Baghdad Walls Coming Down

Women-in-Combat-3

American Soldiers

BAGHDAD—Market by market, square by square, the walls are beginning to come down. The miles of hulking blast walls, ugly but effective, were installed as a central feature of the surge of American troops to stop neighbors from killing one another. “They protected against car bombs and drive-by attacks,” said Adnan, 39, a vegetable seller in the once violent neighborhood of Dora, who argues that the walls now block the markets and the commerce that Baghdad needs to thrive. “Now it is safe.” The slow dismantling of the concrete walls is the most visible sign of a fundamental change here in the Iraqi capital. The American surge strategy, which increased the number of United States troops and contributed to stability here, is drawing to a close. And a transition is under way to the almost inevitable American drawdown in 2009.

There are now more than 148,000 United States troops in Iraq, down from the peak of around 170,000 a year ago, and President Bush has already accepted the military’s recommendation to remove 8,000 more by February.

How long will this peace last? And when will Barack Obama and his crew of Islamic appeasers (which includes most of the current Western leadership) accept a few facts? Not long and only when the jihadists pull back the mask, but that's not news either.

Read the entire New York Times piece HERE, if you like your global politics served up like fairy dust on ritz crackers. Can anyone notice Iran is still watching, waiting, and priming their pumps? But that's okay. This war will get much larger before it gets smaller. That much we know, we who do not suck wind in the Great Halls of Political Correctness...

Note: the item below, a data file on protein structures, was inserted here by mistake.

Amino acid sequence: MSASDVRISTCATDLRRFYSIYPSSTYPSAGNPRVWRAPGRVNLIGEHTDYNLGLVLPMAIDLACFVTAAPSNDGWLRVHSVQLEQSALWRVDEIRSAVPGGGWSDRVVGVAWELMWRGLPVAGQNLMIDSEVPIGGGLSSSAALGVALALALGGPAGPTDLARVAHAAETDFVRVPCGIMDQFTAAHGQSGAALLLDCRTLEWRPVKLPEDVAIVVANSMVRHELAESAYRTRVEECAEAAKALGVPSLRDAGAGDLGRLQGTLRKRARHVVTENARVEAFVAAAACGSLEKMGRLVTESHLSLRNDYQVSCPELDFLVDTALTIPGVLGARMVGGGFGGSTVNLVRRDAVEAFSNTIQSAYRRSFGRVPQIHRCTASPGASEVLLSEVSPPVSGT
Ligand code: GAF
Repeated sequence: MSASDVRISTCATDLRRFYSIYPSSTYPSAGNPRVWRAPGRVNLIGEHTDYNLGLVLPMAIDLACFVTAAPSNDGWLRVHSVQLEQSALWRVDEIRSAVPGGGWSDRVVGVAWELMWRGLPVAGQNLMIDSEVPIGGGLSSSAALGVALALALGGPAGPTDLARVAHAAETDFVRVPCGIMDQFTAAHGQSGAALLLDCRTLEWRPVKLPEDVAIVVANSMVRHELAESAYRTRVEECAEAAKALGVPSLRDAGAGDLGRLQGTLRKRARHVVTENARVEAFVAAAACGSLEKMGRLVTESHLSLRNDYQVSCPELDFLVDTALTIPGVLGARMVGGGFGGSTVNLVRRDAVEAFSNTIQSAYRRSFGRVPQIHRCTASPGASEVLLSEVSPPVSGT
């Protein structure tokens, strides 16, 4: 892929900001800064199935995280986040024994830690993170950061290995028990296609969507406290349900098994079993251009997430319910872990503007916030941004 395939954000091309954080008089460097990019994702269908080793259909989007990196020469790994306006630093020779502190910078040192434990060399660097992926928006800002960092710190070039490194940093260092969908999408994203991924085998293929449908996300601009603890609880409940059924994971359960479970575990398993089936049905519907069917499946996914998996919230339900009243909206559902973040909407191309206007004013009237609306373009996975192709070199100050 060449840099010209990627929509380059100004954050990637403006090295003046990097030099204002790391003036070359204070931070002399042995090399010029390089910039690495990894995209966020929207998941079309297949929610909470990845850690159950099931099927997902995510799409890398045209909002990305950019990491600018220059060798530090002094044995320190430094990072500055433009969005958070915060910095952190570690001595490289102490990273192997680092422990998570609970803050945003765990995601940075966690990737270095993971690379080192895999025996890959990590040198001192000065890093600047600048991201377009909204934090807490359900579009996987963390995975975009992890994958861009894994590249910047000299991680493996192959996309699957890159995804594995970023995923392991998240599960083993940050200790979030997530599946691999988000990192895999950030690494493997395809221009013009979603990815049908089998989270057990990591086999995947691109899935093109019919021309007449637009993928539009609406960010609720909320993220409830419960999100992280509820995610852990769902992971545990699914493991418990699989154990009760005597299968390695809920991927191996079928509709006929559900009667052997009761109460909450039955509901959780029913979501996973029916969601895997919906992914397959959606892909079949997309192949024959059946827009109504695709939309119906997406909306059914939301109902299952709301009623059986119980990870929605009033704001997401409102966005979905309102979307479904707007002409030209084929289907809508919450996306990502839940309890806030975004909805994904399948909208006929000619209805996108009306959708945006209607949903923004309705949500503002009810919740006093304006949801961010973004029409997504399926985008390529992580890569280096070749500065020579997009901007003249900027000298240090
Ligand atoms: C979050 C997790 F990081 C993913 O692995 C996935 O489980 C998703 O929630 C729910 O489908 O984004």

Chalibi's Taqiyya Flummoxes State Department

Chalabi

Ahmed Chalabi

A MERICAN military and civilian officials have cut off ALL contact with controversial Iraqi politician and ripe liar, Ahmad Chalabi—the former favorite of Washington's once powerful cabal of neoconservatives.

The reason, sources say, is "unauthorized" contacts with Iran's government, an allegation Chalabi denies. Iran has been accused of arming and training rebel Shiite forces in Iraq. Chalabi had been making a remarkable comeback in Iraq, but that may now be in question, American officials tell NBC News on condition of anonymity.

Chalabi had gained notoriety after his group provided false information to journalists and intelligence organizations about Saddam Hussein before the U.S. invasion of Iraq. A former banker who was convicted of embezzlement in absentia in Jordan in 1992, Chalabi nevertheless was a key organizer of the Iraqi opposition and received substantial funding from the U.S. government in the 1990s and up till 2003, after the invasion. He had remarkable influence in Washington until several years ago.

After the U.S. invasion and the toppling of Saddam Hussein, Chalabi drifted in and out of favor with U.S. officials in Baghdad. In the 2005 Iraqi elections, he lost decisively, scoring less than 1 percent of the vote. Since the invasion, reports of Chalabi's ties to Iran and his contacts with the Iranian Revolutionary Guards have at times been sore spots. The FBI once sought to interview him, sources say, about allegations that secret U.S. codes had been passed to Iran.

Read it all.

Of course neither NBC News nor the US Government will admit that the diabolical Islamic doctrine of taqiyya actually exists, let alone is in constant play with regards to informers and "official" spokesmen from the Camp of Islam in dealing with the kafir. From the looks of the well-tracked Chalabi arc, it seems that he, as a Shiite Muslim, was acting as an informal espionage agent of Iran from the beginning, in his hopes of breaking the Sunni-dominated secular grip on Iraq held by Saddam Hussein and his Ba'athist party, knowing the Bush administration would prove gullible.